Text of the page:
One of the enablers of good decision making is an abundance of actionable data. We may be living through chaotic times, but we also have increasingly sophisticated analytics tools at our disposal. The key to solving a problem lies in understanding it. That can potentially be difficult if the issue is complex and multi-faceted. Data provides a means to see all aspects of the problem in real time or something close. That in turn makes it much easier to make the right decisions.
But what does that mean in practice?
That was a question posed by McKinsey recently, in an article titled, Building Value Chain Resilience with AI. Based on a study of 50 tech-enabled companies, the article highlighted the diverse range of tools now available to decision-makers. These included forecasting tools, simulation models and digital optimisation.
As McKinsey pointed out, it is not only the complexity of supply chains that makes them difficult to manage, it is also their vulnerability to external factors. As things stand, the disruption caused by Covid in China has affected value chains as has – to some extent – the war in Ukraine. But even without those factors, a lot can go wrong on a day-to-day basis. The ability of suppliers to ship raw materials or components can be affected by adverse weather conditions (becoming more common), holdups at ports, equipment outages or industrial action.
Each of these events might be comparatively small, but in the context of a just-in-time world, even if a single stretch of the journey is disrupted the whole supply chain can grind to a halt.
Added to that is the fact that the decision making progress can be fragmented or siloed. For instance, a manager at a logistics centre may make a decision aimed at keeping traffic moving in the face of local problems without really thinking about the impact up or downstream.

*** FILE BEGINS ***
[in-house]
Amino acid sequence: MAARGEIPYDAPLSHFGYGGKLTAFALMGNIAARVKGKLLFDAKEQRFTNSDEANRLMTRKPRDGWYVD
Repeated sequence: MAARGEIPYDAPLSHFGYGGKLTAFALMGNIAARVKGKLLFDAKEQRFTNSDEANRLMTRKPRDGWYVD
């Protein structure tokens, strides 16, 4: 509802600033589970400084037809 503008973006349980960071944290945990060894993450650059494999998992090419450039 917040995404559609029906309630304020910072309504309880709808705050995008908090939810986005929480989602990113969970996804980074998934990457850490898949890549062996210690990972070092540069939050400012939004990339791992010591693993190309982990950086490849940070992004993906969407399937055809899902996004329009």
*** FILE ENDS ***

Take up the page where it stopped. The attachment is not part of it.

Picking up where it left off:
The key to successfully optimising the value chain as a whole lies in giving key decision-makers a holistic view of the situation as it stands, plus tools to help them plan ahead for possible problems as they arise.
So, what do planners need to know? Well in addition to an understanding of how the value chain should work under optimal conditions and how to manage and re-route capacity when problems arise, it is increasingly important to have a clear view of the risks to supply. Some of those risks will be predictable (to a degree) but others may appear to fall from a clear blue sky, without warning.
That’s where AI comes in. By deploying technologies such as predictive analytics, it can draw on data from multiple sources to create best and worst-case scenarios and evaluate risks. This in turn provides a means for business leaders to make preparations. Equally, AI can help decision makers assess supply options in terms of cost, revenues, and any associated risks.
In other words, data enables both the optimisation of the supply chain and also provides the information necessary to mitigate against vulnerabilities. And one important aspect of optimisation, is the supply chain can be designed to be efficient while undermining any impact on the environment.
The bigger picture here is that data, modelling, and predictive analytics are increasingly the key to resilience across all functions within an organisation. When the time comes to change course in response to a problem, decision making is underpinned by the data.